Wednesday, November 10, 2010

PSK doesn't mean Public Shared Key

It's recently been suggested that free hot-spots should switch to WPA with a known passphrase to help protect against attacks like Fire Sheep, a clever tool which integrates sniffing auth credentials from the air with your browser.

Short version: This won't work.

Long version:

There's a bunch of ways this reasoning is flawed:

  1. WPA-PSK offers no validation of the access point other than the PSK.

    What does this really mean?  As soon as you give out the PSK, you've got zero protection from "evil twin" impersonation attacks.

    When you are the AP, you already know all the magic.  The traffic is decrypted and shows up on a local interface.  Sure, this makes running Firesheep marginally more difficult, since it requires setting up an AP, but... it's not all that more difficult.

    It does require the attacker take an active role.
  2. Slightly more esoteric, but fundamentally the same: The PSK is meant to be private.

    When the PSK is known, the PMK (Primary Master Key) is known.  When the PMK is known, the PTK (Temporal Key, which actually encryptes the users traffic) can be snooped, and when the PTK is known, the traffic can be decoded directly, yielding the same problem.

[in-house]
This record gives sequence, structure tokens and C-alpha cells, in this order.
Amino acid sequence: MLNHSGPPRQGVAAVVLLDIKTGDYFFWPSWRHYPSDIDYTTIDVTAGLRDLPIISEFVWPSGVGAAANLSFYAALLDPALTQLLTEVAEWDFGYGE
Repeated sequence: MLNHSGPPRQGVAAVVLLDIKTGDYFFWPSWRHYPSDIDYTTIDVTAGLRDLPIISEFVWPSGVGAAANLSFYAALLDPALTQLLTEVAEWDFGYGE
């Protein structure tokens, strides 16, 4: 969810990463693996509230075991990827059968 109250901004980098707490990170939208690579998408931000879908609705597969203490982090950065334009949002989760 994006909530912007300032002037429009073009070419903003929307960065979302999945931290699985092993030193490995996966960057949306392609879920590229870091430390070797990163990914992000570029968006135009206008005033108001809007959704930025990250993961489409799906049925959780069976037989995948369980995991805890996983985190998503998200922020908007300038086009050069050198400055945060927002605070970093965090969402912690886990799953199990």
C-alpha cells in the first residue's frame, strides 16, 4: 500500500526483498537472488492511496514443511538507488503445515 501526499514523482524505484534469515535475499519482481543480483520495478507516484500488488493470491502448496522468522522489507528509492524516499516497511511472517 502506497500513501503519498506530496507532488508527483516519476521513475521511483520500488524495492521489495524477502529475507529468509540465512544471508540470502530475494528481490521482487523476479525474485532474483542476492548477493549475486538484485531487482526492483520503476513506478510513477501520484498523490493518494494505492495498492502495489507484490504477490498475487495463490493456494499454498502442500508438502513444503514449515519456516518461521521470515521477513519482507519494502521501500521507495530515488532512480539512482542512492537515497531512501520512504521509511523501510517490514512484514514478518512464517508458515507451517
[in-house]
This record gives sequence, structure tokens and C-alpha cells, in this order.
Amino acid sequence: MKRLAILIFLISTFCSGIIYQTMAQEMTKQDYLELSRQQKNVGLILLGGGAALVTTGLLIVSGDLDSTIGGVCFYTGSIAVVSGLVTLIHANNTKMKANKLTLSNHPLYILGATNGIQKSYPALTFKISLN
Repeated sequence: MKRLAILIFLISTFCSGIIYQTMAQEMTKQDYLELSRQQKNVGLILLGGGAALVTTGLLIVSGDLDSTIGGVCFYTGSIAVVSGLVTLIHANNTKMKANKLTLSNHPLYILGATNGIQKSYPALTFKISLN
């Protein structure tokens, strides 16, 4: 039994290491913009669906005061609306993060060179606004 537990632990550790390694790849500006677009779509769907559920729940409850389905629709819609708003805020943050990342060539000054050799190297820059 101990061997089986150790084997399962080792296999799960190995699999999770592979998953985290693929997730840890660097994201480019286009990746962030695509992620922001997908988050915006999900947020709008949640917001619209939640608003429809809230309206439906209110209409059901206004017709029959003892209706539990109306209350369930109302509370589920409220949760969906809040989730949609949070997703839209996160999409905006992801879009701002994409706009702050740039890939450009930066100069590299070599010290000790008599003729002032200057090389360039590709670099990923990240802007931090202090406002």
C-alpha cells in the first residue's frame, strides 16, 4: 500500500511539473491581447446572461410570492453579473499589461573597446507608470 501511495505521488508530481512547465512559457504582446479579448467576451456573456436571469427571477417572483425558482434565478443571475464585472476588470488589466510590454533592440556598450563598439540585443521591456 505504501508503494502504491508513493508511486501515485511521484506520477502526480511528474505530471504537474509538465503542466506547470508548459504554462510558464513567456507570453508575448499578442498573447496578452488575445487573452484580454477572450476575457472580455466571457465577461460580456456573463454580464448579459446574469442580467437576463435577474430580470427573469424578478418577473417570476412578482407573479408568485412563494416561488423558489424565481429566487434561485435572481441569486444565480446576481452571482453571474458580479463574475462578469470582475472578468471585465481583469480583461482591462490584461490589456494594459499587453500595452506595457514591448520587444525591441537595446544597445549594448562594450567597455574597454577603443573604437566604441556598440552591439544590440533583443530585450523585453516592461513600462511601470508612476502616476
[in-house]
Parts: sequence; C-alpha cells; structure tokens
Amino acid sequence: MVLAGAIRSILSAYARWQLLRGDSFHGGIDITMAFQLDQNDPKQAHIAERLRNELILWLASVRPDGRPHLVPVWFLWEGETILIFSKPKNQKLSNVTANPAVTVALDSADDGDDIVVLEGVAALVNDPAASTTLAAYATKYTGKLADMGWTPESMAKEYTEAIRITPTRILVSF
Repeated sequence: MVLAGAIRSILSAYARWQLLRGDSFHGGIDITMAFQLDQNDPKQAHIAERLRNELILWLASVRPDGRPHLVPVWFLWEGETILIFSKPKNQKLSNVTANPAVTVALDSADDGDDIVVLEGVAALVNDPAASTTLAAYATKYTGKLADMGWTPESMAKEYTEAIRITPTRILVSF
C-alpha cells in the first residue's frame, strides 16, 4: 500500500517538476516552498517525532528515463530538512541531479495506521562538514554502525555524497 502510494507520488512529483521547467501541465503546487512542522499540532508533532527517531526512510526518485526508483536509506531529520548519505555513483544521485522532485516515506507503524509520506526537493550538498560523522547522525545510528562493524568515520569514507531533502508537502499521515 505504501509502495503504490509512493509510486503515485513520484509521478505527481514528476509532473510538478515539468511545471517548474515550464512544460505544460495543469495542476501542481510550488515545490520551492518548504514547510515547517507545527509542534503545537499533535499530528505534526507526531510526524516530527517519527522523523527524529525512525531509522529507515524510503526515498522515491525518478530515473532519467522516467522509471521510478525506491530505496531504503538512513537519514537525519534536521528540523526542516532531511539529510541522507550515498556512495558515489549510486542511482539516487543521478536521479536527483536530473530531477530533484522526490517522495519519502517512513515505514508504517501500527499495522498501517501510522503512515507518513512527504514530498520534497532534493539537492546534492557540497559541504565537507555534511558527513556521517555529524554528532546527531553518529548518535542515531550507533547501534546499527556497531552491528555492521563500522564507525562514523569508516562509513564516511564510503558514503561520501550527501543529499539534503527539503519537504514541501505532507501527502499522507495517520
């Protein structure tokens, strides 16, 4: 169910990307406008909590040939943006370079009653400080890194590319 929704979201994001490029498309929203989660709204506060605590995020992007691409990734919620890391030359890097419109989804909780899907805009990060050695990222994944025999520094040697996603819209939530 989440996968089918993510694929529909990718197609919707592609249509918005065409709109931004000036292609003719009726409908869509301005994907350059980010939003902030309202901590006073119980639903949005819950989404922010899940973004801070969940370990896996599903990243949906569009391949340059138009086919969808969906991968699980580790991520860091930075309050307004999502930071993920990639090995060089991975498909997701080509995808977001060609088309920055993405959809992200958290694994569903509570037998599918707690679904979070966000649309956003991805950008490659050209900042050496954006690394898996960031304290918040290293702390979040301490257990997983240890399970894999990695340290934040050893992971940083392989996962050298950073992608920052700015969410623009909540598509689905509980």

3. [Edit] As pointed out by Zero_Chaos on IRC... "free" isn't even a valid PSK since it isn't at least 8 characters!
So what's the solution?

I don't know.  We have no (current) mechanism of mutual authentication with the access point which precludes users subverting themselves.

WPA-EAP?  Sounds good, you get per user keys where the exchange is encrypted via TLS, so even using the same user/password doesn't lead to snoopable keys...

Except we need to protect the radius exchange with a SSL certificate.  How many users (who we have already established don't know how to use https) are going to be able to authenticate a certificate fingerprint?

"Ah" you say, "I'll just use a cert signed by a public certificate authority".  Sure.  And then either:
  1. Every cert signed by that authority is accepted as a valid chain, and I can just go get one myself for $n
  2. The user is prompted to accept this specific certificate, leading right back to the same problem with "can a user be expected to validate a certificate themselves"
Ultimately, sites will have to protect their users by forcing SSL logins, but even this is still vulnerable to an attack like MSF::AirPwn on the http page which redirects to https, which would allow the attacker to redirect the user at will - including to a proxy server with a self-signed certificate (or even just an iframe proxy) which leads back to the mutual trust problem.

I need a drink.  Again.